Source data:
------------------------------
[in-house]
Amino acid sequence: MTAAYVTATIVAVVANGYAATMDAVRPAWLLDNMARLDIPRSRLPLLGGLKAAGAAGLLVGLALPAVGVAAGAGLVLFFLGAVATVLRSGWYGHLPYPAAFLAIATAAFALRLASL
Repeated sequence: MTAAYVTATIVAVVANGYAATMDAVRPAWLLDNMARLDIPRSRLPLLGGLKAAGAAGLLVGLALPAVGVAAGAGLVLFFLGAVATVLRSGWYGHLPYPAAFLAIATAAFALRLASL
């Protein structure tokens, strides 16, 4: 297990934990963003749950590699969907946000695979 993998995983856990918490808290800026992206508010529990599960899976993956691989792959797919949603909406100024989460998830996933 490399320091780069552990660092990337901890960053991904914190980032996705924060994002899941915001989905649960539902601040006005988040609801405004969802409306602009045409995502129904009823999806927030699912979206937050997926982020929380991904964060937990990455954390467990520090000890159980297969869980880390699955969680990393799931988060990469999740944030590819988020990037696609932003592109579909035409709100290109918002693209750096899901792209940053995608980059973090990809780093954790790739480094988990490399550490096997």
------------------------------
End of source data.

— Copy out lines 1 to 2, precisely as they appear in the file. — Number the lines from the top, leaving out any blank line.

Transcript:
[in-house]
Amino acid sequence: MTAAYVTATIVAVVANGYAATMDAVRPAWLLDNMARLDIPRSRLPLLGGLKAAGAAGLLVGLALPAVGVAAGAGLVLFFLGAVATVLRSGWYGHLPYPAAFLAIATAAFALRLASL